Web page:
Posts Tagged ‘High dynamic range’

360′s – The ultimate multimedia experience

Friday, April 1st, 2011


I know what a lot of you must be thinking when I mention the word 360′s.  Let me assure you that the 360′s that I’m talking about are not the horribly slow, blurred, tiny images of a few years ago.  You know the ones I’m talking about…you click to open them and then wait and wait… and then you wait some more until finally some rubbish tiny image opens up and starts to sluggishly and clumsily move.  Fortunately,  software development in the fields of imagery stitching and 360 projection as well as the vastly faster ADSL connections now available enable photographers to produce and build full screen, fast downloading and responsive 360 imagery for web viewers.

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We have developed a way to photograph and deliver high quality 360′s allowing our clients, which include real estate agencies, restaurants, hotels/resorts and a host of others, to purchase our product and place it within their own websites. Viewing our 360′s at full screen is as close as you can get to feel as if you’re standing in the room without actually being there.  Our clients have thus far been thrilled with the product and the reaction they’ve received from clients.  I’m happy to say that even my most skeptic clients have become 360′s fans.

VIEW FULL SCREEN 360′S IN ACTION AT  http://www.sparrowphotography.com/SPVIEWER/SPVintro.html

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Panorama Perfect

Monday, September 7th, 2009

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We’ve all been there and seen it…… So you’re on holiday or just happen to be taking a drive out into the local mountain range (if you happen to be lucky enough to live in a place like that) and there it is, the most amazing view! You have your camera on you, however the wide-angle lens is just not wide enough not to mention that it happens to be dusk so a hand-held exposure will not give you a sharp enough image.

So you ask, what equipment do I need to get? As for the camera, any digital SLR will do, however I strongly suggest to purchase a Manfrotto 303 QTVR (Quick Time Virtual Reality) Pan Head which will run you around $450. Attached to a sturdy tripod, this pan head will allow you to achieve greater accuracy in digitally stitching together your final image by enabling you to accurately position the camera over the panoramic axis of rotation and thus adding greater accuracy to nodal point positioning. For a detail explanation of finding your nodal point for a specific lens and setting up your Manfrotto 303 QTVR Pan Head on your tripod, check out the following link http://experience.manfrotto.com/how-to-build-panoramas-and-vr-objects/2
OK, so now that you’ve done your bit of shopping, you’re ready to get started. Once you’ve selected your location, check with your local weatherman for a clear, low humidity day. Light and clarity are the key factors when shooting panoramas. Aim for that early morning or late evening (dusk) shoot to capture that warm light.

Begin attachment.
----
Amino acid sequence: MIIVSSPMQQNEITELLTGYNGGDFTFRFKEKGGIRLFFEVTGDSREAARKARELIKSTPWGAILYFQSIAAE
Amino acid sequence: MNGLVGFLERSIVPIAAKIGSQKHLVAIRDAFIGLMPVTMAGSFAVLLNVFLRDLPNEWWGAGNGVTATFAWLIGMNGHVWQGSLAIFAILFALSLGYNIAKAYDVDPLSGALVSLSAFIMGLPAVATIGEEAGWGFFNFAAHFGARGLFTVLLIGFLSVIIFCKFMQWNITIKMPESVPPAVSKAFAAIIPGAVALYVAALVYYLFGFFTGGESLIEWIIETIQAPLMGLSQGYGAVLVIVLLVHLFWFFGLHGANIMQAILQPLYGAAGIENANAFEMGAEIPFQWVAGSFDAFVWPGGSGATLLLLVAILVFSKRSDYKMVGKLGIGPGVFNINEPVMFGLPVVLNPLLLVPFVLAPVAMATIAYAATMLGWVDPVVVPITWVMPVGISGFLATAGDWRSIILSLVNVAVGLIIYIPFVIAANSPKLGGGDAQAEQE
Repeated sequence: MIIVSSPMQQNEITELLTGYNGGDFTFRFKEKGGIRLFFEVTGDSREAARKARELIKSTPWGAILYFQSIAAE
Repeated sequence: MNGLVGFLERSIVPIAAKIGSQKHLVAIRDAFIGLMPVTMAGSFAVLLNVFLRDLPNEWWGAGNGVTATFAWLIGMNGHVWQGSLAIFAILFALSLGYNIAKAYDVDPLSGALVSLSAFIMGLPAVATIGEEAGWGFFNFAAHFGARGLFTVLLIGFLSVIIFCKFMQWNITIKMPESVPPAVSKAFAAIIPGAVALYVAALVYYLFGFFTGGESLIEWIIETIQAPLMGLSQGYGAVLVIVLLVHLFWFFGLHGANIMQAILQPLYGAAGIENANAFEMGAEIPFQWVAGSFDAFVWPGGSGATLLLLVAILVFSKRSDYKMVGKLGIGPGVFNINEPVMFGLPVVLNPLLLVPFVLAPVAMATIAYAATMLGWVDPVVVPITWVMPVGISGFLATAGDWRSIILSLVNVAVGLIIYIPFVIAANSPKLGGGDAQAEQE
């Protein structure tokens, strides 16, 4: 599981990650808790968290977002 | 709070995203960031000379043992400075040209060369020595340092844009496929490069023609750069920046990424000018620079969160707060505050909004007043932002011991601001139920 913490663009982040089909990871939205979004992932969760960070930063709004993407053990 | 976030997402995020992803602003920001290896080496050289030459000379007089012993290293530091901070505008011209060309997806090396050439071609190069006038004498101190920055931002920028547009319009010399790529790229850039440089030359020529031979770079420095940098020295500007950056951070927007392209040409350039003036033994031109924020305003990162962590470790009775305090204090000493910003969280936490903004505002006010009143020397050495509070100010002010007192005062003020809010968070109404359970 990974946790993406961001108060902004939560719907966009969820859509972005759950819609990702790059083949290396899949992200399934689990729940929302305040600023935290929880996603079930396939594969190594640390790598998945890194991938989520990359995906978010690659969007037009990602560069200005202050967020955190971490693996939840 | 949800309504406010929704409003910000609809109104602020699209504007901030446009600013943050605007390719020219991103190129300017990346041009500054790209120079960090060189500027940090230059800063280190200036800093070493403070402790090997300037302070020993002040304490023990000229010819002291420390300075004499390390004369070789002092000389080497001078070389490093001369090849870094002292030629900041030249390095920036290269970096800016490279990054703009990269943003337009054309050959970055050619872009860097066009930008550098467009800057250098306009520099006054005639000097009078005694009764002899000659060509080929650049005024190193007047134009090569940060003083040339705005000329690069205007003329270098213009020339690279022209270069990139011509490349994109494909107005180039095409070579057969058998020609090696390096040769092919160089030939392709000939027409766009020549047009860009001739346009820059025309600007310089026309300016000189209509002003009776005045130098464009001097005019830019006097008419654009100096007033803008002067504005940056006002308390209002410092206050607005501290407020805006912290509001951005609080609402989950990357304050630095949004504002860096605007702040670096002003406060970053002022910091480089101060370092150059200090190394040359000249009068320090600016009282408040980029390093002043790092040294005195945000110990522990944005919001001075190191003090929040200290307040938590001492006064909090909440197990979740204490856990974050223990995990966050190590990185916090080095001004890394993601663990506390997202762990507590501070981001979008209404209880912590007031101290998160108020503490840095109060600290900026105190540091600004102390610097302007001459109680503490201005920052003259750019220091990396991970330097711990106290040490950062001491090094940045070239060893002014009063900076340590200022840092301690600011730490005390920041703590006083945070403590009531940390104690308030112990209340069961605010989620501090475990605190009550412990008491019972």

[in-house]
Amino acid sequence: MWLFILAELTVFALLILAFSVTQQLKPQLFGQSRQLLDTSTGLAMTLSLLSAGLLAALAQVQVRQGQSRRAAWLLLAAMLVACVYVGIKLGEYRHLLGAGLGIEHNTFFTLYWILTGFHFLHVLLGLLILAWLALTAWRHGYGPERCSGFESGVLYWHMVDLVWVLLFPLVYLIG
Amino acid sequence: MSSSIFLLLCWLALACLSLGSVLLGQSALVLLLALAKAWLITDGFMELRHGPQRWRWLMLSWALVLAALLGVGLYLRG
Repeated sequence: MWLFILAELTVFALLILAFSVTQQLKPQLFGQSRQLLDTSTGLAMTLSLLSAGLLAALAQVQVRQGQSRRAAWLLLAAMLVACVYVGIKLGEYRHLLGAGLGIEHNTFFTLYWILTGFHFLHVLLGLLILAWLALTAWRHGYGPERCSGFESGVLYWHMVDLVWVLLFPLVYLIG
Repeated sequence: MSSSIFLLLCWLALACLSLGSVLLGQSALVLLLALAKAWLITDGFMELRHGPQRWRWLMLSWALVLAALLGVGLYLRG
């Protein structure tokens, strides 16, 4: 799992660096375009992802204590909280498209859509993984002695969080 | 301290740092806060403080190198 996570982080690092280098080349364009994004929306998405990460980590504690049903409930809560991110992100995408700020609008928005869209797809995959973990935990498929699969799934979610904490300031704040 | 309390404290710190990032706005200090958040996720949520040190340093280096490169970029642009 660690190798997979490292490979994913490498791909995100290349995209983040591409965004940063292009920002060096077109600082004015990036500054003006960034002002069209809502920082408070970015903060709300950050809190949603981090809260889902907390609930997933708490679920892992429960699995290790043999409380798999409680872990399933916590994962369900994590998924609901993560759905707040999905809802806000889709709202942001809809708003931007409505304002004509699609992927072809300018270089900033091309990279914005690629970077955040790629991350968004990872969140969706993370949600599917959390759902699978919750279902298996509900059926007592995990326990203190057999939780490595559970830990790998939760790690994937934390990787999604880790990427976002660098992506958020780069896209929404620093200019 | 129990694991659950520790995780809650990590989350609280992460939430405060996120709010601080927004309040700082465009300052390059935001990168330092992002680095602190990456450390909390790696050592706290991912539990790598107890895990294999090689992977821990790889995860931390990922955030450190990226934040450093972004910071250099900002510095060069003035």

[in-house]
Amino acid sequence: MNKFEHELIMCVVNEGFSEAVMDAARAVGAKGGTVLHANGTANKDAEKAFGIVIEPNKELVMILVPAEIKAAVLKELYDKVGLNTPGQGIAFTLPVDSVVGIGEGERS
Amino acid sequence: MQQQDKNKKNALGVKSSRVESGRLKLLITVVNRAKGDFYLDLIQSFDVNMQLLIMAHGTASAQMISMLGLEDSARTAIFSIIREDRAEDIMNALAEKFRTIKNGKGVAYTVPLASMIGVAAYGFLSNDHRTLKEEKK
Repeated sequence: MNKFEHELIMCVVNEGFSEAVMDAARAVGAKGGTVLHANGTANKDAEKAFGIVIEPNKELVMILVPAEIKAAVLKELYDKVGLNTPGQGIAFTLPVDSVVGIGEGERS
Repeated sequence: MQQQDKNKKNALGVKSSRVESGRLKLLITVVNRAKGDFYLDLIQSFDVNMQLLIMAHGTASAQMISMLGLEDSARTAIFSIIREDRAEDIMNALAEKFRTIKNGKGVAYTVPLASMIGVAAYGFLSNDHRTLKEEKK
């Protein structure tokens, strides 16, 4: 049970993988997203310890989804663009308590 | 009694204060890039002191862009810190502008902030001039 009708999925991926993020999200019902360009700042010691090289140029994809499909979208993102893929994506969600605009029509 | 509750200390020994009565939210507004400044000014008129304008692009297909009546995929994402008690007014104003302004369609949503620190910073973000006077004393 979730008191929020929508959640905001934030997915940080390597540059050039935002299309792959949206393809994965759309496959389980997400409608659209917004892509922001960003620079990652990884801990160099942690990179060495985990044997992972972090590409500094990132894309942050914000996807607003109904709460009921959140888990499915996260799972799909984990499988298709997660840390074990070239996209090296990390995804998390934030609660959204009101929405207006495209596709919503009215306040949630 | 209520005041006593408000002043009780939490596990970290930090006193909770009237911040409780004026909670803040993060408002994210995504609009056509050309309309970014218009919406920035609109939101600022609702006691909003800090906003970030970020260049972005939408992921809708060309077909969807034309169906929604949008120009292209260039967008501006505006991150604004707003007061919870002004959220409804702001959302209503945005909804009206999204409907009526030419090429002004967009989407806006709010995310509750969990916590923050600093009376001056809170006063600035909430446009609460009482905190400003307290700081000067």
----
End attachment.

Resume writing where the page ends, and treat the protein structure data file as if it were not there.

Finally you have the perfect evening and you’re on location. No time to waste as that you’ll loose the light in 20 minutes and one must allow for a good 10 minutes to shoot all the required HDR (High Dynamic Range) images. To start, set up your camera to shoot between 5 and 7-bracketed images set 1 F-stop apart. Most pro or semi-pro digital cameras will do this automatically. Don’t forget a little foreground to give depth and composition to your art. Find your nodal point and set your camera on a 2 second shutter release delay (allowing camera vibrations to steady) in continuous shooting mode and depending on the focal length of your lens (I generally recommend picking a 24 to 50 mm lens) set your QTVR pan head between 15 and 30 degree increments so that each image overlaps adjacent images by a minimum of 25%. Now, gently press the shutter release and allow your camera to complete the entire sequence of exposures before rotating your QTVR pan head to the next position. As long as the nodal point of the camera/lens is correctly set in line with the center of rotation, you will avoid parallax effects during image stitching. Repeat this procedure until you have captured all the required images to complete your panorama. If you plan on shooting more than one sequence of images, save each sequence within a different folder on your CF card.Untitled-2

7 Images taken one Fstop apart (-1-2-3 0 +1+2+3)

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Back  in front of your computer download your raw images using your favorite software (my preference being Adobe Lightroom 2). Each 5 to 7 images (depending on how many bracketed images you chose to shoot) will need to be processed within Photomatix Pro (which has a plugin within Lightroom) or HDR in Photoshop. I prefer Photomatix Pro since it has a function called “fuse exposures” which results in a more photo-realistic result. Now depending on the width of your panorama and the degree increments used, you have around 5 to 7 HDR images showing detail in all highlights and shadows in the image. If using Photomatix Pro plugin within Lightroom, these images can be directly exported from Lightroom into Merge To Panorama in Photoshop. You can then select “auto” under layout and Photoshop will then automatically stitch together your HDR images. Depending on the file size and computer RAM, this can take from 5 to 30 minutes. Once the stitching is done, crop your image to desired format. And voila… you have your perfect panorama!

Resulting 7 HDR angles (using “fuse exposure” command in Photomatix) ready to be stitched into a panorama

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Final photoshop stitched and colour balanced panorama from 7 HDR shots above

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